Repeal and replace the tax on corporate profits
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The U.S. corporate income tax wastes resources: avoidance distorts business decisions, compliance imposes administrative costs, and very interested parties fight vigorously over its details. Its complexity enables some profitable corporations to avoid taxes altogether and it increasingly provides a smaller share of federal revenue, falling from about one-third in the 1950s to about a tenth today. Its complexity obscures transparency and provides opportunity for various interests to seek and obtain favorable treatment. Rather than tinker with the rates, deductions, or credits to “reform” the current tax, why not repeal it entirely and replace it with a tax on corporate value?

The current market value of U.S. publicly traded corporations is about $25 trillion. An annual 1.5 percent tax on capitalized value would generate annual revenue of over $375 billion, somewhat more than the current revenue from the corporate profits tax. It would operate as follows.

First, all U.S. publicly traded corporations would average their capitalized value over all trading days during the tax year. Doing so would require a few accountants rather than an army of tax lawyers. The tax liability for the year would be 1.5 of the average value.


Second, individuals holding privately traded corporate stock or stock in foreign corporations would also pay 1.5 of the value of these stocks in personal income taxes. They would state their estimates of the value of the stocks. When they sell these stocks, they would pay a capital gains tax only on the difference between the stated value in the last tax year and the value upon sale. Brokers providing mutual funds or other portfolios of stock of foreign or privately traded companies would pay the tax for individuals.

Readers may recognize that the corporate value tax is essentially a tax on capital. Most households already pay such a tax–local property taxes on their homes. The corporate value tax would effectively place the same aggregate burden as the current profits tax, but do so in fairer, less distorting, and more transparent way.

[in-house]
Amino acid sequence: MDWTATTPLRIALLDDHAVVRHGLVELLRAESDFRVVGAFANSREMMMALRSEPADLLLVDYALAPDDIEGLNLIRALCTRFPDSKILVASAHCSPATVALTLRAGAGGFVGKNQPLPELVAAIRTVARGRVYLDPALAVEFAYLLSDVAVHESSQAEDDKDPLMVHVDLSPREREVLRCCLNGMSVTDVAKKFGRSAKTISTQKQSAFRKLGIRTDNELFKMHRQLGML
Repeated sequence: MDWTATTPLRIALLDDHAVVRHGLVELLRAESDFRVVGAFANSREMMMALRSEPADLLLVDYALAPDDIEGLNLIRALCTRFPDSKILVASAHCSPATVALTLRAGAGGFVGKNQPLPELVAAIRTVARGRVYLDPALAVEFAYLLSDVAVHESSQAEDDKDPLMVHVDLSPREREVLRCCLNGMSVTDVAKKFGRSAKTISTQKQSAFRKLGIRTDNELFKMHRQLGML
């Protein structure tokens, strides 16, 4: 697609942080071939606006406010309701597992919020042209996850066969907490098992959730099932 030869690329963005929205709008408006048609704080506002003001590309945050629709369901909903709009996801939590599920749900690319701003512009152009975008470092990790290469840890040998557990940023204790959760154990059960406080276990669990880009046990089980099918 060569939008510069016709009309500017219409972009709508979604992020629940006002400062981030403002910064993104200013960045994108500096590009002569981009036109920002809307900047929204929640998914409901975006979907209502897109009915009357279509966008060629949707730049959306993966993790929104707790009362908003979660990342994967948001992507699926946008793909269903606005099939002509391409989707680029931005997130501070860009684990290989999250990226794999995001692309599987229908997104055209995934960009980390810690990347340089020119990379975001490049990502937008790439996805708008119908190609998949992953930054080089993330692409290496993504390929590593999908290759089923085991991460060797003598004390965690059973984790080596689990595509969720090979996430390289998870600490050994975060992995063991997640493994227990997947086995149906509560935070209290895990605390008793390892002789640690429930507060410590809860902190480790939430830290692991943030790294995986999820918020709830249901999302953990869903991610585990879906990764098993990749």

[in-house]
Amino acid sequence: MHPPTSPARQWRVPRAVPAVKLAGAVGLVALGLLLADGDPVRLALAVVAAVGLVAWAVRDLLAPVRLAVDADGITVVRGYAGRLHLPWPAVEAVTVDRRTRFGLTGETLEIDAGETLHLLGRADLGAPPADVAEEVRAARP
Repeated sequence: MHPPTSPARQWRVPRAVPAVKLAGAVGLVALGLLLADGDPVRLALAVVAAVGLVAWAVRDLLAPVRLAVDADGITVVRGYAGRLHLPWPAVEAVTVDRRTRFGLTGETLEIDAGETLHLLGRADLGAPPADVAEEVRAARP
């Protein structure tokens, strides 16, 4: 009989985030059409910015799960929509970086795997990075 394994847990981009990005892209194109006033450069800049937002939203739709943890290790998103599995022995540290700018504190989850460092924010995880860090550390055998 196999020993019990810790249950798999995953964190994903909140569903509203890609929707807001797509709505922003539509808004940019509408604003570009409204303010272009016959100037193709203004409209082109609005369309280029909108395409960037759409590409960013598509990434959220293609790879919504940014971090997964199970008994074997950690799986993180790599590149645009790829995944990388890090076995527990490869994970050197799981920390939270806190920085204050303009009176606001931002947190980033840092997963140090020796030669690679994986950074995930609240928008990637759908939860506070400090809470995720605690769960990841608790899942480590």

As with any radical change, there would be some losers in the short run. Publicly traded corporations that currently play little or no profits tax despite actual profitability would be forced to pay some tax. Progressives who seek to induce corporate behavior by changing the way profits are measured through deductions or taxes are offset through credits would lose a policy lever. Corporate tax lawyers would find their human capital substantially diminished.

Nonetheless, there would be gainers as well. Corporations would no longer need to take account of tax avoidance in making their business decisions–manipulating corporate value would be much less attractive than manipulating taxable profits. Compliance costs would also be greatly reduced. Perhaps the Trump administration would realize that this change would eliminate the incentive for corporations to hold profits overseas, thus setting the stage for a large infusion of capital back into the United States that would contribute to a timely spurt in economic growth. Both members of Congress and the administration might find its adoption no more difficult than reaching agreement on changes to the profits tax.

More generally, the transparency of the value tax would greatly reduce the opportunity to lobby for special treatment, thus helping to “drain the swamp.”

David L. Weimer is the Edwin E. Witte Professor of Political Economy at the University of Wisconsin-Madison.

The views expressed by contributors are their own and are not the views of The Hill.